- Choose the material well. Though most materials (commonly mohair, fleece, and leather) provide a similar function, selection relies heavily upon preference and appropriateness to your riding needs.
- Get the right size. To measure appropriate breast-collar size, saddle your horse. Stretch a string, soft measuring tape, or existing breast collar across your horse’s chest, from front dee ring to front dee ring.
What It Does
A well-made saddle gives the horse rider the necessary support, security, and control over the animal. This makes it possible for the rider to keep in balance with the horse by allowing them to sit over the horse's point of balance.
- Look for saddles with the right shape for your body as no two riders have the same build.
- Take account of your flexibility and your position on the bike when riding.
- Measure the width of your sit bones. Saddles come in different widths so make sure it fits your horse well.
- Set the saddle to the right height where you and your horse will be comfortable.
- If possible, go for a test ride so you’ll have a better idea if it’s a keeper.
What It Does
Every horse is built differently, but no matter their structure, it’s vital that they have proper back support. A saddle pad adds extra lining to conform with your animal’s spine to prevent riding shock or impact which in turn ensures their comfort and health.
- Look for the right style. Remember, the type of riding you do will determine the style of your gel pad. For example, riders who perform dressage will typically use square pads, while the shaped pads are most popular among hunters and jumpers.
- Be particular about the size. Always match the type of gel pad with your saddle as they are typically made with different style saddles in mind. Check that the pad extends slightly beyond the saddle edge, but not beyond the horse's last rib.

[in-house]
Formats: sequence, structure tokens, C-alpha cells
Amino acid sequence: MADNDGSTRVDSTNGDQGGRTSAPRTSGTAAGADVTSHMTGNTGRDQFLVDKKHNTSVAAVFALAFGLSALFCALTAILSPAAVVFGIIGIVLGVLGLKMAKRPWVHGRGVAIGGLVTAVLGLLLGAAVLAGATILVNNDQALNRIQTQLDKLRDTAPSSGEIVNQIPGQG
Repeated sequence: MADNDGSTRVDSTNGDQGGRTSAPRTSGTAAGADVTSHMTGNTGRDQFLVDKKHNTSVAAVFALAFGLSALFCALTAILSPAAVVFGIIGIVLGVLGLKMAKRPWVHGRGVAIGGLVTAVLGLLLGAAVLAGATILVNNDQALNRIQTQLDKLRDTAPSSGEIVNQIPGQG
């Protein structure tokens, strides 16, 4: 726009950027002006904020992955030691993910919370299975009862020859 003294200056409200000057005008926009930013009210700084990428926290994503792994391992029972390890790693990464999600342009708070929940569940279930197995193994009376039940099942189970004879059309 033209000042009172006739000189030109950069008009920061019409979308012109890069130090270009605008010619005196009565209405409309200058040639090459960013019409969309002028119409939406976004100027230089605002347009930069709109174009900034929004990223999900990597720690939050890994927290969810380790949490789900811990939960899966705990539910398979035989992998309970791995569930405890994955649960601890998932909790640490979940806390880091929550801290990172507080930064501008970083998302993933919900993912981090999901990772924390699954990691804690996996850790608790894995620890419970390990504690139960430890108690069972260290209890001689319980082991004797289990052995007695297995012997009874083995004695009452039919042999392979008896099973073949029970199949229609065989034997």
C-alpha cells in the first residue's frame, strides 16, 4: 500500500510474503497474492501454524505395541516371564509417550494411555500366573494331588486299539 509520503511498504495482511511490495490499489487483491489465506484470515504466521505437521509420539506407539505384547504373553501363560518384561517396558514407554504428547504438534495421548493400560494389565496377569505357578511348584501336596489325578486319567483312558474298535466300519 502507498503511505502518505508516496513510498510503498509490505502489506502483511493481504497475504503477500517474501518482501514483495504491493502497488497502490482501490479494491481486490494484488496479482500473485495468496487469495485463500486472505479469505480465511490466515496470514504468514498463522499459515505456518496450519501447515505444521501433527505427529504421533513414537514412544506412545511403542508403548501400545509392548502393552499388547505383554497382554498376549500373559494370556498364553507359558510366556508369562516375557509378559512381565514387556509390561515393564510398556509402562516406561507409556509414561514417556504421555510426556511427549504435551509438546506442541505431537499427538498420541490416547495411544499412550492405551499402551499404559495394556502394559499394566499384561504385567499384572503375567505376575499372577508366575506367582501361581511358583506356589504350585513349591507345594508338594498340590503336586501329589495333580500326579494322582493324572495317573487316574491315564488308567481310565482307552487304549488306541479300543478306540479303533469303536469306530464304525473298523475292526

- Choose the most comfortable material. Saddle pads come in a variety of material choices. A few of these include fleece and cotton because of their wicking capabilities. Meanwhile, wool pads are able to absorb up to three times its weight in water so they are a little more expensive.
What It Does
A girth is a very important addition to your saddle because, without it, your saddle is of little use. It’s a broad strap of material like webbing, leather, or cotton that goes around the horse to secure the saddle onto the horse’s back.
The girth is one of the few pieces of equipment that you probably want to invest a little research and cash in. Poor performing girths could cause problems for the fit of the saddle, even if the saddle itself is great!
- Invest in good quality girth. Cheap girths tend to slide around, making it hard for the saddle to stay in place. If your horse has sensitive skin, you might also want to look at different materials than nylon.
- Take your riding discipline into consideration. For example, a jumping girth will be problematic on a dressage saddle because the straps will be too long and are likely to bundle up.
Tack for Special Events
When you dress up for events well, you set yourself up for success with horse tack that performs. It’s important to dress your horse with our superior selection of accessories to make sure they make a lasting impression.
- Open-front Boots — This unique footwear provides protection to the back of the horse's cannon bone and fetlock along with the tendons and ligaments that run down the leg.
- Martingale — a strap, or set of straps, attached at one end to the noseband or reins of the animal and at the other end to the girth. It is used to prevent the horse from raising its head too high.
- Saddle Blanket — Primarily meant for comfort and protection of your horse from injury, it can double as an eye-catching accessory, too! Try going with subtle colors to avoid flashing the crowd with blinding hues.
Which of these do you have and which do you still need in your collection? We’re excited for you to get your hands on complete tack so you can experience your best rides ever!